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Economic Anxiety Index®

People are growing tired of COVID-19 safety measures, even as the virus surges

Kristin Schwab Nov 10, 2020
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People have lunch at Bottino Restaurant in Chelsea as New York City restaurants open for limited capacity indoor dining on Oct. 1. Bryan R. Smith/AFP via Getty Images
Economic Anxiety Index®

People are growing tired of COVID-19 safety measures, even as the virus surges

Kristin Schwab Nov 10, 2020
Heard on:
People have lunch at Bottino Restaurant in Chelsea as New York City restaurants open for limited capacity indoor dining on Oct. 1. Bryan R. Smith/AFP via Getty Images
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Gina Huff in Southside, Tennessee, is starting to avoid her TV — especially the news.

“Sometimes I hear it and I just turn it because it’s like, ‘OK, get over it already,'” said Huff of the media’s COVID-19 coverage. “It just seems like every day, all day, that’s what you hear.”

Huff admits she’s a bit of a media skeptic, though she’s not a virus skeptic. She wears a mask in public and takes precautions at work. But she says she’s relaxed a lot, and has even traveled to visit her kids. She’s just not so scared anymore.

“I guess faith is the reason I feel that way. If God wants me he’s taking me,” she said.

New cases of the pandemic are setting record highs as the country enters the colder months. Yet, in our most recent Marketplace-Edison Poll, taken before the election, nearly 17% of people said they don’t worry about the virus at all.

Lots of people are simply exhausted by the uncertainty, the isolation, the worsening economy and the fear of getting sick. Months of information overload, closings and reopenings and a recession have given way to COVID-19 fatigue.

“It speaks to an issue with human physiology,” said Shannon Suo, a health sciences professor at the University of California, Davis. “We can only stay on alert for so long and we sorta poop out.”

At the beginning of the pandemic, people were running on adrenaline, hyperaware of anything that could put them at risk. But humans aren’t wired to stay in a state of fight-or-flight for this long.

“So the complacency is real. But the complacency is dangerous,” Suo said. “And the key to this is moderation. Because this is a marathon, arguably it’s an ultra marathon.” She said it’s most important to stay vigilant about masks, hand-washing and social distancing.

“When we go outside, masks are on, we wash our hands, we got all the chemicals and everything else,” said Tony Burditt, who’s 64 and lives in Sealy, Texas. “Plus, we didn’t go around people we felt were taking excessive chances.”

Burditt and his wife have formed a social bubble with friends. He said he’s not worried about getting the virus, even though he knows seven people who’ve died from it, because we know more about how to protect ourselves than we did in March.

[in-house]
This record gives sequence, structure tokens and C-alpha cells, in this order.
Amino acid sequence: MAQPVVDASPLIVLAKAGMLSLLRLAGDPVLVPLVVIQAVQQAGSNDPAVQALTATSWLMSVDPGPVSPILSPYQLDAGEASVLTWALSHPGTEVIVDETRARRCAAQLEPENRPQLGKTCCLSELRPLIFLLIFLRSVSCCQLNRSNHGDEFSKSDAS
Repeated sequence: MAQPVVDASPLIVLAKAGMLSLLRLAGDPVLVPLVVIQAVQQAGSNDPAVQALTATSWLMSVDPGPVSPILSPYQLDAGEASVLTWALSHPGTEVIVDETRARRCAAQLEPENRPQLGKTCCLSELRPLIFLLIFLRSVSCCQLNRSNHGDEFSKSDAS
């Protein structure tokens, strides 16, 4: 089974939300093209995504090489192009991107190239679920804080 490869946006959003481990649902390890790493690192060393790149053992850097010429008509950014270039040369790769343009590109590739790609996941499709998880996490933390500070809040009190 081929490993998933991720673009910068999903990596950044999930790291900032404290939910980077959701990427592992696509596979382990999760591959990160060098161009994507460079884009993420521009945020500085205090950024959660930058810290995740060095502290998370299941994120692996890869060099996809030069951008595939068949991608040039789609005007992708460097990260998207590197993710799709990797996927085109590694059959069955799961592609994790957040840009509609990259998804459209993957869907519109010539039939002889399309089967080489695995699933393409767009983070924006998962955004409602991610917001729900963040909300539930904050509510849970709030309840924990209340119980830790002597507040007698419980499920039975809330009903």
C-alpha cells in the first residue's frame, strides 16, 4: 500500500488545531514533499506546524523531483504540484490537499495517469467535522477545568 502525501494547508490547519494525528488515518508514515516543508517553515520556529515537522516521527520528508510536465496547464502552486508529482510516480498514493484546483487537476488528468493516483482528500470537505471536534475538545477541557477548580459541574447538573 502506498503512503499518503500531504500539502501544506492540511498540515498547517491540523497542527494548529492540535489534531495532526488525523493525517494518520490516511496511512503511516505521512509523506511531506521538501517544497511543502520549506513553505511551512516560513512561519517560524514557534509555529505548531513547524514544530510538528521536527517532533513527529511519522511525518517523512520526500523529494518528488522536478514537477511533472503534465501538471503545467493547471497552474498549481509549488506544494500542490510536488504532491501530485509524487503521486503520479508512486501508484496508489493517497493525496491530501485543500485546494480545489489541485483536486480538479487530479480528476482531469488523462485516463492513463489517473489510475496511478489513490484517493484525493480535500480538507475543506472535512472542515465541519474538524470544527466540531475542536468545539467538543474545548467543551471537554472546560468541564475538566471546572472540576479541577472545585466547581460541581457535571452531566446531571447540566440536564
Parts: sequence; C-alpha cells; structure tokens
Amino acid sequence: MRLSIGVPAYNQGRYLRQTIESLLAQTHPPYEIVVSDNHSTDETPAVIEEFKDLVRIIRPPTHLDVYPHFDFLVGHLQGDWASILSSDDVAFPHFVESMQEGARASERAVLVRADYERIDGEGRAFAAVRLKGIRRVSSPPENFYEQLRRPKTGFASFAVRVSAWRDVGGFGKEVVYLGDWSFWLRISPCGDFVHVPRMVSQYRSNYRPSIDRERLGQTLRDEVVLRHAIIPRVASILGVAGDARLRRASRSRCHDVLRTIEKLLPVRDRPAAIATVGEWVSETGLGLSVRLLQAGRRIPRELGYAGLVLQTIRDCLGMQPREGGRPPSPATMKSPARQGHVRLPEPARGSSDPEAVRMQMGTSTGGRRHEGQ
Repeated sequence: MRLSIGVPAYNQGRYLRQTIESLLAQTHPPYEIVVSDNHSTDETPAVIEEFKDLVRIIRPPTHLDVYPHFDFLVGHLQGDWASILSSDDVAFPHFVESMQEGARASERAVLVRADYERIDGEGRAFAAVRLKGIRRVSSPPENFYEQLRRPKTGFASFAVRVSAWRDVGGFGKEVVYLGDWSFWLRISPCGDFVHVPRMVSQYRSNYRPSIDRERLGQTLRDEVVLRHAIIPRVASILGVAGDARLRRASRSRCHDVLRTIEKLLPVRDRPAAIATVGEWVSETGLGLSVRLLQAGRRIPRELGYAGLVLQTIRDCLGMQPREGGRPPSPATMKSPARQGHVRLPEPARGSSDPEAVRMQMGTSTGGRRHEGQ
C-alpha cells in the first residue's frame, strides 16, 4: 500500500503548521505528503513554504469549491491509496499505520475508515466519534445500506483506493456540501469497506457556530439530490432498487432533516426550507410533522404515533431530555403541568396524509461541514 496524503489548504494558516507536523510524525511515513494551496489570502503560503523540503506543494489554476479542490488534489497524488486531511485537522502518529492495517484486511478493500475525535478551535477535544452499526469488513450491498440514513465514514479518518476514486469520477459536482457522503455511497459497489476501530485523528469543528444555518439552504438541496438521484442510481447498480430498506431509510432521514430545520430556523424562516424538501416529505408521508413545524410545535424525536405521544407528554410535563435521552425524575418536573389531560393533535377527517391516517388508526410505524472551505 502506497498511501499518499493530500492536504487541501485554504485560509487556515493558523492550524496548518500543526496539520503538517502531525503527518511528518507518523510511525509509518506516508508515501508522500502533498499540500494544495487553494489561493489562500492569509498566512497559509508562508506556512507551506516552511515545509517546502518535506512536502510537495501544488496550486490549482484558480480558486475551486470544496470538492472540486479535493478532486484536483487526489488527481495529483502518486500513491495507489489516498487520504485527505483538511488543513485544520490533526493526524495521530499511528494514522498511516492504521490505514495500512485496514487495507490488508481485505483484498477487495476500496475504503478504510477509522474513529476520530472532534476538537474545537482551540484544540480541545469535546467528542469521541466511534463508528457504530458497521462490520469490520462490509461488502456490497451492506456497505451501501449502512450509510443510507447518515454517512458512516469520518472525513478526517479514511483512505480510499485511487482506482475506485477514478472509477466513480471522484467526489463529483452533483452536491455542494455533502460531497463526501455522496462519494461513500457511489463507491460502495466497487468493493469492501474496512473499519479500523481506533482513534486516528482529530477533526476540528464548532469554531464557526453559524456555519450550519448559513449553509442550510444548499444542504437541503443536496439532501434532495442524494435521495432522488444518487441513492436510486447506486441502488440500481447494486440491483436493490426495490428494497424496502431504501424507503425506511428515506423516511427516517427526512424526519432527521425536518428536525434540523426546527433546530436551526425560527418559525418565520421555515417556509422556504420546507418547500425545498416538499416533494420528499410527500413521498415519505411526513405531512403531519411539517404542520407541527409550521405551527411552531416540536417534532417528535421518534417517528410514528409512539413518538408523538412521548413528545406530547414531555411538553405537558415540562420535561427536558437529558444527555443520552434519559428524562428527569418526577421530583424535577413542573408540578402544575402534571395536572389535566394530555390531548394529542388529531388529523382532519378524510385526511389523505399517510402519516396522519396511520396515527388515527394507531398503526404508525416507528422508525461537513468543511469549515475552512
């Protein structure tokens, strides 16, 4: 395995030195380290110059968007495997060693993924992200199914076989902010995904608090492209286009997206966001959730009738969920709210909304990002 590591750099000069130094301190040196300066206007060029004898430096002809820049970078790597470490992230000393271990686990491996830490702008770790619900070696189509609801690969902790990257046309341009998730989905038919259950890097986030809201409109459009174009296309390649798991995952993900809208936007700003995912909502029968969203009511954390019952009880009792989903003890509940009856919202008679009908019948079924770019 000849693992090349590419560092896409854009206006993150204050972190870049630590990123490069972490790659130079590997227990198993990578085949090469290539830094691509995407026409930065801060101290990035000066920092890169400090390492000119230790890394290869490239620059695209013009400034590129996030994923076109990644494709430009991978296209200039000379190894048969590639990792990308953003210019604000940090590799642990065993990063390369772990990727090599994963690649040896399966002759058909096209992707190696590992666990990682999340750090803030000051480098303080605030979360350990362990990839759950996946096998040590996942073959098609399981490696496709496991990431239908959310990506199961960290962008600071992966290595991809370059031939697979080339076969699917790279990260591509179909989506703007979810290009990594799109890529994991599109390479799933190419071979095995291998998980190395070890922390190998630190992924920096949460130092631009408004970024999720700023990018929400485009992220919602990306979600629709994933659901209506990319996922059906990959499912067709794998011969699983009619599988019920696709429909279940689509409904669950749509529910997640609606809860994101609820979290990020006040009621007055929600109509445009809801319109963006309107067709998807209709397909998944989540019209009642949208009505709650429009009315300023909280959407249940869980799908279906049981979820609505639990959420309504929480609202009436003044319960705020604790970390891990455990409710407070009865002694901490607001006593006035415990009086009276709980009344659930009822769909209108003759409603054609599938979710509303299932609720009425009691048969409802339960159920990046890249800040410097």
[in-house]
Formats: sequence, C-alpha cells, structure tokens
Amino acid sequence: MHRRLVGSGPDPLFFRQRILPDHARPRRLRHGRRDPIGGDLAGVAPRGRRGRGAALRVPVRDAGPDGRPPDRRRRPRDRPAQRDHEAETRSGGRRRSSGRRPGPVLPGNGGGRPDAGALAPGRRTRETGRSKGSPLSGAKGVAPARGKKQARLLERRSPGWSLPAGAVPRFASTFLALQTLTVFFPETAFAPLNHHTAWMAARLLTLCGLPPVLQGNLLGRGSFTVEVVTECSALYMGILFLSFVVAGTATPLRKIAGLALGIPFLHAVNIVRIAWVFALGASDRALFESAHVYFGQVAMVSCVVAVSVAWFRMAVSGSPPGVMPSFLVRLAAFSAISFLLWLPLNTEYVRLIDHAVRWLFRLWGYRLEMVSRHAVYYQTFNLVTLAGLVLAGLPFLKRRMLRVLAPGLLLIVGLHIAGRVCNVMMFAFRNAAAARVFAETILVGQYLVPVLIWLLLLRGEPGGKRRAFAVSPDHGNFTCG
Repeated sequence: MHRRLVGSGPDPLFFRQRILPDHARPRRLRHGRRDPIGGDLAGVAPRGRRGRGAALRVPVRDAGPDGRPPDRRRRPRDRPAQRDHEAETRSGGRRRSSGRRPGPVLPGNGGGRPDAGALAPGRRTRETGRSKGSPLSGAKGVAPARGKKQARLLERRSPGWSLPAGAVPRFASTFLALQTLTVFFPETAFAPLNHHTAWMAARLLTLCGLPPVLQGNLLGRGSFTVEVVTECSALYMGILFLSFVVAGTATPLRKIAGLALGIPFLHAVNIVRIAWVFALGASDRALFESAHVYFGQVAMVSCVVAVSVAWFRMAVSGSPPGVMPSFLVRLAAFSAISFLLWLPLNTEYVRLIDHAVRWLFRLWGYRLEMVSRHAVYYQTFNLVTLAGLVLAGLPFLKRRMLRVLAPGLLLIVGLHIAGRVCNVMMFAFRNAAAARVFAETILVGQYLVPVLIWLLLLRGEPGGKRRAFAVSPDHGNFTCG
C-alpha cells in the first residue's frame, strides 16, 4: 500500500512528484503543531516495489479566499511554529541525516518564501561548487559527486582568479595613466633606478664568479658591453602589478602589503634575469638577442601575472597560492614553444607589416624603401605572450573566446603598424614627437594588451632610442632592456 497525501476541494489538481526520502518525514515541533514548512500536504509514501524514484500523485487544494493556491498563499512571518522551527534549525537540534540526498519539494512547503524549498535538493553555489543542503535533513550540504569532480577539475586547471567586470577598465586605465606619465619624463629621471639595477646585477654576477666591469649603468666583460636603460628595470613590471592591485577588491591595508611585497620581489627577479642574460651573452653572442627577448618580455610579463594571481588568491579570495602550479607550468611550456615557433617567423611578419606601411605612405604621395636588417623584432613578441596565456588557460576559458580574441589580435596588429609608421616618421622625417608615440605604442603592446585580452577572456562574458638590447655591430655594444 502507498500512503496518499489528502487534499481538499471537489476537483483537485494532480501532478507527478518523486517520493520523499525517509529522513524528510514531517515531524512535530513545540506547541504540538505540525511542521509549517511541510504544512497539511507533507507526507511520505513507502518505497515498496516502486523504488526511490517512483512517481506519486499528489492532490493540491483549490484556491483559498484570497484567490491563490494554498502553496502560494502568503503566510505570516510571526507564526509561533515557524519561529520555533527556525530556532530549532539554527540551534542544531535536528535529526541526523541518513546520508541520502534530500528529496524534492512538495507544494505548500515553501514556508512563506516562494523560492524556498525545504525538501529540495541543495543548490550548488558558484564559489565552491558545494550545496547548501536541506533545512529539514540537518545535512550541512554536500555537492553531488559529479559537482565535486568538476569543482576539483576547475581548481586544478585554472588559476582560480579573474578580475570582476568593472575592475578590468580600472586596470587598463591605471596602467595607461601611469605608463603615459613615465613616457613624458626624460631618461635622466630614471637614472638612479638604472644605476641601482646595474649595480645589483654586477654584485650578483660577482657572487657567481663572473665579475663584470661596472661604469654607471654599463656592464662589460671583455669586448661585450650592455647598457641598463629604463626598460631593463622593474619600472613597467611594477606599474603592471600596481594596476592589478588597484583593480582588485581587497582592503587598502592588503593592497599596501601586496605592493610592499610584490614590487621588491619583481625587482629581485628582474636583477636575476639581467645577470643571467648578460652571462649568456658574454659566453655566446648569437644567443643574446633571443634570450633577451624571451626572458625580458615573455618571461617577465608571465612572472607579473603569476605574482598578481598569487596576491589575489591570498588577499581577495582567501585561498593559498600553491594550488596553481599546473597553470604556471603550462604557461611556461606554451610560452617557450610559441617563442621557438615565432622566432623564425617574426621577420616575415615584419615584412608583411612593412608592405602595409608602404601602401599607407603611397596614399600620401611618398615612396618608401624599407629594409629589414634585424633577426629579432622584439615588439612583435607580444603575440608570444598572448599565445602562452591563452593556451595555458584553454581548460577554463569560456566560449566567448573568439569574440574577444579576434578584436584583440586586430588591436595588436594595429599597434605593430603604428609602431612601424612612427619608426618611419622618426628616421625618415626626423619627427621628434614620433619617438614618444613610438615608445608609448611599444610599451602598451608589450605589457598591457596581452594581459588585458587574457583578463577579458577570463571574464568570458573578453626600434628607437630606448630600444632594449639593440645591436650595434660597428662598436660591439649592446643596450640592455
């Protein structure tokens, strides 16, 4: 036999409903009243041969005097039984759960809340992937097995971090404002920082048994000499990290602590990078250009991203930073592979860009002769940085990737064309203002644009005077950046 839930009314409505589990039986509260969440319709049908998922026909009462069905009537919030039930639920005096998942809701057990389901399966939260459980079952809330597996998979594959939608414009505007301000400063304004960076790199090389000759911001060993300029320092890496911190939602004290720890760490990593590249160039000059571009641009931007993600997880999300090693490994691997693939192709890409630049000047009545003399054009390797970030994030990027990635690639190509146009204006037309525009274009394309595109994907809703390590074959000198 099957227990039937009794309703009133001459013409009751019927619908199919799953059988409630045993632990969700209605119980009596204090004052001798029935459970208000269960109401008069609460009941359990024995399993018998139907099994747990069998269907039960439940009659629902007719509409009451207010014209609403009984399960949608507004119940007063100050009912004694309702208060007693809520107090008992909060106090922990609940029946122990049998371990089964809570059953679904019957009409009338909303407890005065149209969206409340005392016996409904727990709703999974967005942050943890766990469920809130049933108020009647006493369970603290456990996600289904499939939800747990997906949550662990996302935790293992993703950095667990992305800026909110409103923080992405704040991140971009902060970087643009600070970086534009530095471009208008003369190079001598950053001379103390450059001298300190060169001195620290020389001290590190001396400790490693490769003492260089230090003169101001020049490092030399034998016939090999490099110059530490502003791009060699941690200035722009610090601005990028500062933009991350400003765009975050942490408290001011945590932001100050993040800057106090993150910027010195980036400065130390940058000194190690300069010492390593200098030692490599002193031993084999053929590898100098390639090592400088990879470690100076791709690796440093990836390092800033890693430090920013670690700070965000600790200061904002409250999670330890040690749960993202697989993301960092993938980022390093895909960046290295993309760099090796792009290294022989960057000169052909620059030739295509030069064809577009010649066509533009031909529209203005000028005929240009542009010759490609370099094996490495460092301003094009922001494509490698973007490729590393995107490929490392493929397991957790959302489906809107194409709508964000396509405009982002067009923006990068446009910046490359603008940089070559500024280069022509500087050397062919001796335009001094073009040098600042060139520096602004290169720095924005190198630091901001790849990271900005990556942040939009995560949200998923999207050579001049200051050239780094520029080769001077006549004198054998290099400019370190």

And he’s armed with something he says he picked up during his military career. “I have patience,” Burditt said. “I’ve learned to have patience.”

COVID-19 Economy FAQs

What do I need to know about tax season this year?

Glad you asked! We have a whole separate FAQ section on that. Some quick hits: The deadline has been extended from April 15 to May 17 for individuals. Also, millions of people received unemployment benefits in 2020 — up to $10,200 of which will now be tax-free for those with an adjusted gross income of less than $150,000. And, for those who filed before the American Rescue Plan passed, simply put, you do not need to file an amended return at the moment. Find answers to the rest of your questions here.

How long will it be until the economy is back to normal?

It feels like things are getting better, more and more people getting vaccinated, more businesses opening, but we’re not entirely out of the woods. To illustrate: two recent pieces of news from the Centers for Disease Control. Item 1: The CDC is extending its tenant eviction moratorium to June 30. Item 2: The cruise industry didn’t get what it wanted — restrictions on sailing from U.S. ports will stay in place until November. Very different issues with different stakes, but both point to the fact that the CDC thinks we still have a ways to go before the pandemic is over, according to Dr. Philip Landrigan, who used to work at the CDC and now teaches at Boston College.

How are those COVID relief payments affecting consumers?

Payments started going out within days of President Joe Biden signing the American Rescue Plan, and that’s been a big shot in the arm for consumers, said John Leer at Morning Consult, which polls Americans every day. “Consumer confidence is really on a tear. They are growing more confident at a faster rate than they have following the prior two stimulus packages.” Leer said this time around the checks are bigger and they’re getting out faster. Now, rising confidence is likely to spark more consumer spending. But Lisa Rowan at Forbes Advisor said it’s not clear how much or how fast.

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